celebrity-apprentice-marlee-matlin-nbc-320By Collin Kelley

Last night’s episode was all about raising money for charity and the two teams raised more than $1 million. The Donald said it was the most money raised in the history of the show. That’s great news! But getting there was full of screaming, back-biting and the first stirrings of the NeNe Leakes  vs. Star  Jones showdown.

The task for the two teams this week was to raise money by creating art work to sell in gallery spaces in Manhattan. The art work wasn’t so much the challenge as the celebrities ringing up their famous friends with big checkbooks to shell out thousands of dollars for “art” that looked like it came out of a third grade art class.

Let me just say this: Gary Busey might be crazy as all get out, but Meat Loaf has some serious issues. One minute he’s crying, the next he is demonically raging because he thinks Busey stole his paints. I guess the third grade art class comparison applies here as well. Meat said he’d taken anger management classes, but he might want to try an exorcism next time. Meat eventually apologized and Busey and his enormous teeth had this to say: “Meat Loaf excelled to the level of dancing on a rainbow with no fear and no doubt.” Uhhh…right.

Over at the ladies’ art room, Star Jones didn’t want to get her hands dirty making art and sat at the computer and complained about the printer. After Star included her handprint in a piece of the art, she griped about not being able to get the paint off her hand. NeNe told her to use a little soap and water. Star said NeNe was patronizing her. NeNe’s reply: “Nobody is patronizing your ass.” Oh, yeah, it’s going to get ugly real soon.

Country singer John Rich was the Backbone project manager and he put down the hammer on the men, saying they each had to make phone calls and get big dollar donations. Rich got on the phone to Nashville, chartered a plane and brought all of his folks to New York for the gallery show. And Nashville ponied up some serious cash. With checks for $5,000, $50,000 and more than $400,000 the men seemed like a shoe-in to win yet again.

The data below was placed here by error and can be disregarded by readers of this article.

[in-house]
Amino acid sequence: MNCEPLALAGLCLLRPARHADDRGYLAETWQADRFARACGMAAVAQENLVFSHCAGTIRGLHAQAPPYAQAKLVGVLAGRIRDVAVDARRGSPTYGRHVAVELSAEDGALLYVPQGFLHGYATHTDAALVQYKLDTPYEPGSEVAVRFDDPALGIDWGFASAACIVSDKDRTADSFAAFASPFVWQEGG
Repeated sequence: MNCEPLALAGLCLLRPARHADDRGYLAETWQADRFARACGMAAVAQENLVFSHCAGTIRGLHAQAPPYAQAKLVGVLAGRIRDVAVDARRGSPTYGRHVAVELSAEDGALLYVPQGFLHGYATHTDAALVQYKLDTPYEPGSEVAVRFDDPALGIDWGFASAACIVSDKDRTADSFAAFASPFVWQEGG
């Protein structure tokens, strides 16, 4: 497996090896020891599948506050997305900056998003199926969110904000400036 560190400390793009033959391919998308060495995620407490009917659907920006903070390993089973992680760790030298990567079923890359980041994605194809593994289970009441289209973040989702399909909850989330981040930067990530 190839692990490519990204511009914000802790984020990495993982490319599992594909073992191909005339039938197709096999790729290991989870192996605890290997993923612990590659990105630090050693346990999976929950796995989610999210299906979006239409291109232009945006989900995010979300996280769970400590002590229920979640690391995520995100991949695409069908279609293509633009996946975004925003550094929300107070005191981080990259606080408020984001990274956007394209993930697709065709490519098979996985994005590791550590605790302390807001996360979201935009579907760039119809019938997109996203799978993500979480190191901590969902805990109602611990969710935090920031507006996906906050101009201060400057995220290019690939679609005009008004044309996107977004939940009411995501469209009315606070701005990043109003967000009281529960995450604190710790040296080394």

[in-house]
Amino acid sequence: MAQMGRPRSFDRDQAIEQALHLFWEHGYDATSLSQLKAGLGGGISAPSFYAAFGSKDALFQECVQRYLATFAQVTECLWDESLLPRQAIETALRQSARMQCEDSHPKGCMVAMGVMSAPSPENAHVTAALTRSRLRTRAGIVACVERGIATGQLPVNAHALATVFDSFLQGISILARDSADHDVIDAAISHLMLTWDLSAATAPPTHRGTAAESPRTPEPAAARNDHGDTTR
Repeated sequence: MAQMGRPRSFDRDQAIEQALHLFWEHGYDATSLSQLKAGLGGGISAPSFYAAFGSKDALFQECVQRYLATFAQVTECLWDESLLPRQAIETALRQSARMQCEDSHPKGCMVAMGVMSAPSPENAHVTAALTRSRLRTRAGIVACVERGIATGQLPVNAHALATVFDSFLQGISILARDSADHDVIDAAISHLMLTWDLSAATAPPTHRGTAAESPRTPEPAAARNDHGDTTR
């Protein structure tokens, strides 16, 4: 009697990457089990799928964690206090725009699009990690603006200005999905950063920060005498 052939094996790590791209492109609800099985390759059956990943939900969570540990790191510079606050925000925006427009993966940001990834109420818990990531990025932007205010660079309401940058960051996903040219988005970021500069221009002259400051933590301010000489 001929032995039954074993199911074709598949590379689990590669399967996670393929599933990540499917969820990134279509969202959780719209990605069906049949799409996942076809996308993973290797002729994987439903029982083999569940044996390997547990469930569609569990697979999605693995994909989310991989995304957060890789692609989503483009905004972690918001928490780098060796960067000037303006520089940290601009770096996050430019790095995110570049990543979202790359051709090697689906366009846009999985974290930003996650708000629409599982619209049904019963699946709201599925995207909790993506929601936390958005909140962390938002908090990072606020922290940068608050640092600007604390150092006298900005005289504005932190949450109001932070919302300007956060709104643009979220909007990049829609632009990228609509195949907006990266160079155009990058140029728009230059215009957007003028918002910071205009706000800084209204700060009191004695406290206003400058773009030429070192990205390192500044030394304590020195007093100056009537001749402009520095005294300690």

ASAP was late getting to their gallery space because of traffic and Star complained that project manager Marlee Matlin wasn’t organized, but then in the boardroom said Marlee was the best project manager ever. Uh-huh. Like NeNe, we’re all getting your number, Star Jones. But it became obvious that Marlee has more wealthy friends than John Rich, as checks for $99,000 kept pouring in. La Toya donated a rare t-shirt signed by Michael and it also sold for $99,000.

NeNe, Marlee and HopeJohn Rich and the men’s team thought they had this task in the bag as evidenced by the stunned looks on their faces when Trump announced the women had raised nearly double the amount the men collected. The Donald was big-hearted and let both project managers keep the money to give to their charities, but then threw a curve ball.

Since Jose Canseco left the show last night to go and care for his ill father, The Donald wasn’t going to fire anyone from the men’s team unless Marlee told him to. After a quick conference with the ladies, Marlee said after three firings in a row from the women’s team, it was time for the men to face the music. So much for charity. Hey, like the show’s motto says: It’s not personal, just business.

In the end, Richard Hatch was fired because he didn’t bring in enough bank. With no celebrity friends to call (and no way for his jailbird friends to make a donation from debtor’s prison), I think he raised about $2,000. A couple of the guys tried to throw Busey under the bus, but when Trump asked Marlee for her opinion, she said Richard. And he was gone.

Next week’s preview was all about NeNe having a big fight with La Toya. La Toya calls NeNe a bully and NeNe screams at her: “Start acting your age” and then calls her “Casper the Ghost.” NeNe always knows how to hit below the big sequined belt.

Collin Kelley has been the editor of Atlanta Intown for two decades and has been a journalist and freelance writer for 35 years. He’s also an award-winning poet and novelist.